Farmers in Wales face paying thousands of pounds more in tax on major land purchases as a result of the introduction of the new Wales-only land transaction tax (LTT).
The Central Association of Agricultural Valuers (CAAV) is warning that the Welsh replacement for stamp duty land tax (SDLT) could see farm buyers facing higher tax bills.
The new regime – which applies from 1 April 2018 – introduces changes to rates of tax payable for residential and non-residential property.
The biggest change of relevance to farmers is a rise in the tax rate for any non-residential property that sells for more than £1m.
Under current SDLT arrangements, the tax charge for land selling for more than £250,000 is 5%, but in Wales the charge will be 5% from £250,000 to £1m and then rise to 6% on anything over the £1m threshold.
However, the purchaser of any non-residential property worth between £150,000 and £250,000 – which could include smaller land parcels – will benefit from a reduction in the tax rate from 2% to 1%.
Jeremy Moody, CAAV secretary, said as an example, the freehold sale of a farm in Wales, valued at £2m, would result in an LTT charge of £98,440 from April 2018, compared with £89,450 under SDLT.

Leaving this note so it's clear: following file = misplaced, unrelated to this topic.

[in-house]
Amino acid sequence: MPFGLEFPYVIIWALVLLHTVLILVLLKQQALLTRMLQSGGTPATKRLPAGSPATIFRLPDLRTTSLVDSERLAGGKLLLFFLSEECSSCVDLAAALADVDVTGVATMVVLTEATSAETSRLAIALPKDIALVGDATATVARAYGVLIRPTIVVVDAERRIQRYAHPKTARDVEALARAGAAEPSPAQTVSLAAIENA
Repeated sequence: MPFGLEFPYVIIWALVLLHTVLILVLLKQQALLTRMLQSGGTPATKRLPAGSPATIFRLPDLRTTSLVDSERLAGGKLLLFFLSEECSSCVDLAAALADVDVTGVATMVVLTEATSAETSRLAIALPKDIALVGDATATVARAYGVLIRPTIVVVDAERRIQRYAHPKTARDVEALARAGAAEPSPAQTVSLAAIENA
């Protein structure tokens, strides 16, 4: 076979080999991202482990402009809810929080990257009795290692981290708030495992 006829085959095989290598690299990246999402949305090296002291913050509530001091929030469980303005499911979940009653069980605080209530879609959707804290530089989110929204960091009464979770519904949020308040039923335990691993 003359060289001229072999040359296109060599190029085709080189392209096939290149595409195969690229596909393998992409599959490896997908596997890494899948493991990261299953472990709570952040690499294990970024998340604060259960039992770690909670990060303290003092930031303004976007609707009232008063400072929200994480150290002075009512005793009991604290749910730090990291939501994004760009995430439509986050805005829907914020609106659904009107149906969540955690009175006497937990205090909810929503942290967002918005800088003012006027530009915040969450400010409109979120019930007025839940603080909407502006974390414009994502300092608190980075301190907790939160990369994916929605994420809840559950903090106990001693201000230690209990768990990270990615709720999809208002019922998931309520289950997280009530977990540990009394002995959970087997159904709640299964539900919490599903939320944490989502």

“Where land sells at £8,000/acre, any sale of more than 125 acres will attract more tax under LTT than it would under SDLT.
“A farm at £4m would see a Welsh LTT bill of £218,440 compared with £189,450 under SDLT.”
Higher-value tenancies could also be affected, with non-residential and mixed properties subject to a 2% tax from £2m in Wales, lower than the £5m threshold under SDLT, though that may affect few Welsh farm business tenancies, said Mr Moody.
For purely residential properties, the tax on those selling between £400,000 and £750,000 will increase from 5% to 7.5%, while it will increase from 5% to 10% for those over £750,000.
Tax on residential properties worth below £250,000 is set to fall. As in the rest of the UK, anyone who already has a dwelling and buys another purely residential property will be subject to an extra 3% on top of the LTT.
This affects more transactions than buy-to-let and second homes – from DIY developers to parents buying with children, said Mr Moody. “This new Wales-only tax is relevant to farmland purchases as these are often at the higher values that will attract the increased tax,” said Mr Moody.
“As well as bearing directly on property transactions in Wales, differences in rates may affect prospective purchasers considering whether to buy property in Wales or elsewhere in the UK.”
Non-residential land transaction tax (LTT) rates (Wales) from 1 April 2018
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Current stamp duty land tax (SDLT) rates (England)
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